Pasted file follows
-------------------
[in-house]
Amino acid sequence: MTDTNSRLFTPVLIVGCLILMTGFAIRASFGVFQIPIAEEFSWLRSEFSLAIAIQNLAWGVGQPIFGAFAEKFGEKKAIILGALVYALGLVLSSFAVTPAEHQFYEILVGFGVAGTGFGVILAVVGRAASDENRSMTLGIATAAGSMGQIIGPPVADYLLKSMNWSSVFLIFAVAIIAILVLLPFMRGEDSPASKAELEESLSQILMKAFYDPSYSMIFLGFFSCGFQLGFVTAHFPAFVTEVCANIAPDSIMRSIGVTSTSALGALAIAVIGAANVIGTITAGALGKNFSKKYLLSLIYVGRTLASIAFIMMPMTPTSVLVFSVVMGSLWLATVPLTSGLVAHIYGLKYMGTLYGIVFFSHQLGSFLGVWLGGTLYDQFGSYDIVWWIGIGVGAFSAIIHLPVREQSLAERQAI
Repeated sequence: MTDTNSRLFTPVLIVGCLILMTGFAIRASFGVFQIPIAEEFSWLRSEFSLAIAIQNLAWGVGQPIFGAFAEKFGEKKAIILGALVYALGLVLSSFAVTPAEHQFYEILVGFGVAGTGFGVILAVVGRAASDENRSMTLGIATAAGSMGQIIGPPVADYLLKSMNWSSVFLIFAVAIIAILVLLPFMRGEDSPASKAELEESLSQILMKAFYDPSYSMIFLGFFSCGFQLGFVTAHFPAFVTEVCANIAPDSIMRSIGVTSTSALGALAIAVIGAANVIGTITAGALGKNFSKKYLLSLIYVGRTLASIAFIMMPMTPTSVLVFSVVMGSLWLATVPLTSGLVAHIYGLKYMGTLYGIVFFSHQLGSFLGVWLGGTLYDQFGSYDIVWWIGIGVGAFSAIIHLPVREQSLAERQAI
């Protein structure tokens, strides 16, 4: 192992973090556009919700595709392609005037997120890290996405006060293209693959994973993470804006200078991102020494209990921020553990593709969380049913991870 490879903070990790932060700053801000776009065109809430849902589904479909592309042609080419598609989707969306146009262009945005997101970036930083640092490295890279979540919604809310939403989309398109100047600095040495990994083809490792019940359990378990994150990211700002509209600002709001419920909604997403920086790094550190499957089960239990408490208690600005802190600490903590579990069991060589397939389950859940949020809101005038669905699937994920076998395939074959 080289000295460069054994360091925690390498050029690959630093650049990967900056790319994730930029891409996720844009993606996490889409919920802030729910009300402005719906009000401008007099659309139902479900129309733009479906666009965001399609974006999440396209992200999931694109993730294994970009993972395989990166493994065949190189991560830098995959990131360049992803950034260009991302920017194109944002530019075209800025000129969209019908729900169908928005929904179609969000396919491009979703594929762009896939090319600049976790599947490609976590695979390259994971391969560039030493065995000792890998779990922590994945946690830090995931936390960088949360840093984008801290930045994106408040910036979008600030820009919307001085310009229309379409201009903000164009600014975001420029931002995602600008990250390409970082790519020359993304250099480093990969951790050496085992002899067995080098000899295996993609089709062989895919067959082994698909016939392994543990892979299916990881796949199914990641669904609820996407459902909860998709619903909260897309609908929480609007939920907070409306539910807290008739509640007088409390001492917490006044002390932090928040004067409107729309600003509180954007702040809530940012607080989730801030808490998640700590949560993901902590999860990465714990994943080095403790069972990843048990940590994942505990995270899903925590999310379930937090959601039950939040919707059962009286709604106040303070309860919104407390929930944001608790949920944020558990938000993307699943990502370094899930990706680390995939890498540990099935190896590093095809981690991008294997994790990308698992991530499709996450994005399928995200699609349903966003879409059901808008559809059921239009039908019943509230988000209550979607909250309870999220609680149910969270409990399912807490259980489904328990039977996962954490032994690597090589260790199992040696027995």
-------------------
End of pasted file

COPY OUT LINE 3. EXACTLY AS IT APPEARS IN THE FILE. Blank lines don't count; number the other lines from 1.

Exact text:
Repeated sequence: MTDTNSRLFTPVLIVGCLILMTGFAIRASFGVFQIPIAEEFSWLRSEFSLAIAIQNLAWGVGQPIFGAFAEKFGEKKAIILGALVYALGLVLSSFAVTPAEHQFYEILVGFGVAGTGFGVILAVVGRAASDENRSMTLGIATAAGSMGQIIGPPVADYLLKSMNWSSVFLIFAVAIIAILVLLPFMRGEDSPASKAELEESLSQILMKAFYDPSYSMIFLGFFSCGFQLGFVTAHFPAFVTEVCANIAPDSIMRSIGVTSTSALGALAIAVIGAANVIGTITAGALGKNFSKKYLLSLIYVGRTLASIAFIMMPMTPTSVLVFSVVMGSLWLATVPLTSGLVAHIYGLKYMGTLYGIVFFSHQLGSFLGVWLGGTLYDQFGSYDIVWWIGIGVGAFSAIIHLPVREQSLAERQAI